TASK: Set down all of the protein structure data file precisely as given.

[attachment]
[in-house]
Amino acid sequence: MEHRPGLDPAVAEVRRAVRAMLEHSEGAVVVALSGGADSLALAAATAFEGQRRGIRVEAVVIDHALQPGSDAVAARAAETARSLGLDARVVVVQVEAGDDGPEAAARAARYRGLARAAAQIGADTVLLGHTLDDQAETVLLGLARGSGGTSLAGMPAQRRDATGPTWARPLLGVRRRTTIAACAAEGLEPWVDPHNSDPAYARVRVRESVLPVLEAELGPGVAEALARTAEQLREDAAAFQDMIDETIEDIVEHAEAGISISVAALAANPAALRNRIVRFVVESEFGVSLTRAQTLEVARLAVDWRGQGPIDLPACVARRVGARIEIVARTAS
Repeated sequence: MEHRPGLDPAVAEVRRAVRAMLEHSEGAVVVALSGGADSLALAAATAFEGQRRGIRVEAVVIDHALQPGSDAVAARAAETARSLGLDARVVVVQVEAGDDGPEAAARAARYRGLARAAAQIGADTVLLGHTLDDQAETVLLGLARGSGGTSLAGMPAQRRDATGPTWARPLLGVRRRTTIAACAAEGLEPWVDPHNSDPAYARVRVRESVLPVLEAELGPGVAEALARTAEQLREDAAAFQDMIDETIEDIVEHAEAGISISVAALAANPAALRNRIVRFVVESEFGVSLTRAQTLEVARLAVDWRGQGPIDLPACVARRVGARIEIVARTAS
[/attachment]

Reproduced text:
[in-house]
Amino acid sequence: MEHRPGLDPAVAEVRRAVRAMLEHSEGAVVVALSGGADSLALAAATAFEGQRRGIRVEAVVIDHALQPGSDAVAARAAETARSLGLDARVVVVQVEAGDDGPEAAARAARYRGLARAAAQIGADTVLLGHTLDDQAETVLLGLARGSGGTSLAGMPAQRRDATGPTWARPLLGVRRRTTIAACAAEGLEPWVDPHNSDPAYARVRVRESVLPVLEAELGPGVAEALARTAEQLREDAAAFQDMIDETIEDIVEHAEAGISISVAALAANPAALRNRIVRFVVESEFGVSLTRAQTLEVARLAVDWRGQGPIDLPACVARRVGARIEIVARTAS
Repeated sequence: MEHRPGLDPAVAEVRRAVRAMLEHSEGAVVVALSGGADSLALAAATAFEGQRRGIRVEAVVIDHALQPGSDAVAARAAETARSLGLDARVVVVQVEAGDDGPEAAARAARYRGLARAAAQIGADTVLLGHTLDDQAETVLLGLARGSGGTSLAGMPAQRRDATGPTWARPLLGVRRRTTIAACAAEGLEPWVDPHNSDPAYARVRVRESVLPVLEAELGPGVAEALARTAEQLREDAAAFQDMIDETIEDIVEHAEAGISISVAALAANPAALRNRIVRFVVESEFGVSLTRAQTLEVARLAVDWRGQGPIDLPACVARRVGARIEIVARTAS